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We've known Jake Gyllenhaal on our movie screens since he was a kid. But as he's grown into an adult, he's taken on the usual wide variety of cinematic occupations: cop, soldier, mathematician, Prince of Persia. Of course, movie characters do not always make the best workers. And since so much of Prisoners appears to hinge on Jake's character's abilities as a police detective, we figured we'd rank Gyllenhaal's roles in order of how good he is at his job in each of them.
15. Holden Worther in The Good Girl: There's really no getting around that Holden is a terrible employee at the department store where he works. He's creepy, he lies, he steals. It's only his status as an extremely terrible boyfriend for Jennifer Aniston's character that masks just what a terrible employee he is.
14. Jordan in Lovely & Amazing: Very similar to Holden in that he is both a pretty poor employee (Jordan works at a photo developing hut) (ask your grandparents) and an even worse romantic prospect for the lead character (this time Catherine Keener).
13. Dastan in Prince of Persia: The Sands of Time: What a terrible Prince of Persia Dastan makes! Usurped and banished and always fighting. Isn't a prince supposed to be a statesman?
12. Joe Nast in Moonlight Mile: You can probably chalk up Joe's fairly sub-par performance as a budding entrepreneur up to the fact that his girlfriend was murdered just before the film began.
11. Harold Dobbs in Proof: We don't really see Hal do very much mathematicianing in Proof, but the secret of academia is that you have to be secretly very ambitious, and by ferreting out a secret proof written by Catherine's dead father, Hal is really on the make.
10. Douglas Freeman in Rendition: Points to Freeman for opening his eyes and realizing that torture isn't the way to do his job (as CIA intelligence agent), but his ineffectiveness to stop it mitigates that goodness.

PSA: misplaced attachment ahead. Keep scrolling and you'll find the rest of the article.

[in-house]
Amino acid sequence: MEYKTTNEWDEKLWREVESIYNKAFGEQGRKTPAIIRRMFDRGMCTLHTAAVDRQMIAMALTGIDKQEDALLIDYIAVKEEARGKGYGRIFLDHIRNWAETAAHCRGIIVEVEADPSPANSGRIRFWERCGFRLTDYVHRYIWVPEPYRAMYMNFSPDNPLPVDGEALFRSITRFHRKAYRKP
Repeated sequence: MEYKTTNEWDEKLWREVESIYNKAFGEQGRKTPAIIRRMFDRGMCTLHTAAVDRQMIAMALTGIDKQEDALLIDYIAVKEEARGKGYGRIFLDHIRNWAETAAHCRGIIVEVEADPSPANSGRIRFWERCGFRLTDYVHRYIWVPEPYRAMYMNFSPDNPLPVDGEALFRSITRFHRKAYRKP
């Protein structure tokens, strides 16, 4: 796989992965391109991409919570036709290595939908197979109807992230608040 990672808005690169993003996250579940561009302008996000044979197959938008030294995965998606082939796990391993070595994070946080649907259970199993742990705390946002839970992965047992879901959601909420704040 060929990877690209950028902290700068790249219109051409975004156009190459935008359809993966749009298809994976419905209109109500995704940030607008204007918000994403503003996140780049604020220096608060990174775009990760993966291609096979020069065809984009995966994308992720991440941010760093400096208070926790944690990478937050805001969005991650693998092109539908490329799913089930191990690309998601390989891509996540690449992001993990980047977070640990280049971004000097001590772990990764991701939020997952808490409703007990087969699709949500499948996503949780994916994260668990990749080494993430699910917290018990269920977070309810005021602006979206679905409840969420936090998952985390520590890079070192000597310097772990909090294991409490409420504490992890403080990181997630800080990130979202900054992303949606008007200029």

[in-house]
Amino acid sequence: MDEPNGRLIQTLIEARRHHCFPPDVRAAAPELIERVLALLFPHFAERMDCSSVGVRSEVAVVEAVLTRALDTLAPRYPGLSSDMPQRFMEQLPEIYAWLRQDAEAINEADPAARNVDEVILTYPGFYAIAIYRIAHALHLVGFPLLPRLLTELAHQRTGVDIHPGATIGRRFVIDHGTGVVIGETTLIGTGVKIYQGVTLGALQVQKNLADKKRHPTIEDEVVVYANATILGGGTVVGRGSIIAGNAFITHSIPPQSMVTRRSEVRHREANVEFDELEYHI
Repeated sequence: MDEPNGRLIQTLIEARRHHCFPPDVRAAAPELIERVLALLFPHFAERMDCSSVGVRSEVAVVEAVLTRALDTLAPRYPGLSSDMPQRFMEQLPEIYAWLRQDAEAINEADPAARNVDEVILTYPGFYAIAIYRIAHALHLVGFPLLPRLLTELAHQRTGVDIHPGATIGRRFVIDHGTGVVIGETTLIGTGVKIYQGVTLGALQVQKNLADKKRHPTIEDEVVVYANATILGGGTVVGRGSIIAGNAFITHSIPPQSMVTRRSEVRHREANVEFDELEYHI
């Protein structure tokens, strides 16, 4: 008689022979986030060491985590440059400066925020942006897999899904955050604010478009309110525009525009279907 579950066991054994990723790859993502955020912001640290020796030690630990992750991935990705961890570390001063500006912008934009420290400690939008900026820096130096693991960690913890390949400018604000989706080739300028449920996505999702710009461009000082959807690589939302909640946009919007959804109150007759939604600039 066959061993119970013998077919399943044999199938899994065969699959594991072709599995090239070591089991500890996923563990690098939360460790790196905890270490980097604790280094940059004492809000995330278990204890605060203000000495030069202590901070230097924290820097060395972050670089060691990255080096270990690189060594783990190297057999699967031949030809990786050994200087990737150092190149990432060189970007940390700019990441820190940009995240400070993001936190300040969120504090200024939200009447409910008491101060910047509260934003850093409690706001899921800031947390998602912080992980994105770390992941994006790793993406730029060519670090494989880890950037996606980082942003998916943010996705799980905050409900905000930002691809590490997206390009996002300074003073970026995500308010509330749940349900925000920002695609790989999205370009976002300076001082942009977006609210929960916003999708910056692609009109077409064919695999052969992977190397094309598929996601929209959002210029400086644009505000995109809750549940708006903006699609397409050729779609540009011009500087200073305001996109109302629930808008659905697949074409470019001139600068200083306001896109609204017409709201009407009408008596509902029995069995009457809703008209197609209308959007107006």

9. Anthony Swofford in Jarhead: Private Swofford is a loose cannon of a soldier, and his lack of discipline makes him a problem. His unruliness is a good commentary on the insanity of war, sure, but it probably makes him a pain in the ass to work with.
8. Jack Twist in Brokeback Mountain: Technically, Jack isn't so much a cowboy as he is a sheep-herder (okay, for the bulk of this movie, he's a rodeo cowboy, but that's not the part everybody remembers), and as a sheep-herder, Jack does … okay. He and Ennis manage to fend off a bear attack and keep the flock relatively safe. But when Randy Quaid shoots them side-eye for taking time out of their work day to do … whatever … he's not entirely wrong.
7. Colter Stevens in Source Code: Captain Stevens is actually super good at his job, and once he gets the hang of how the source code works, his learning curve is rather steep. Which is saying something, since the whole idea of the source code may not make any sense at all.
6. Sam Hall in The Day After Tomorrow: Sam's just a student, so no real job, but he's pretty solid on his academic decathlon team, and once the apocalypse happens, he uses his smarts to rally the survivors into the New York Public Library.
5. Homer Hickham in October Sky: Again, Homer is just a student, but again, he's an exceptionally bright one, as his rocket-creating exploits show.
4. Bran Taylor in End of Watch: Officer Taylor is young but he takes his job seriously, and when he's placed in extreme situations, he proves to be both a quick thinker and a selfless public servant.
3. Robert Graysmith in Zodiac: So, the Zodiac killer was never officially caught, fine. But Graysmith's job was reporter, not detective, and he pretty much nailed the story.
2. Jamie Randall in Love and Other Drugs: Jamie is a natural at pharmaceutical sales. He's enthusiastic, attractive, and completely hollow at the core. Practically perfect in every way.
1. Donnie Darko in Donnie Darko: You might say that Donnie is merely an unemployed high-school student, and what's so special about that? You'd be right. But if you've seen the movie, you know that Donnie's real role in the film is as a superhero whose mission is to put the universe back in its intended order, and he accomplishes that task perfectly.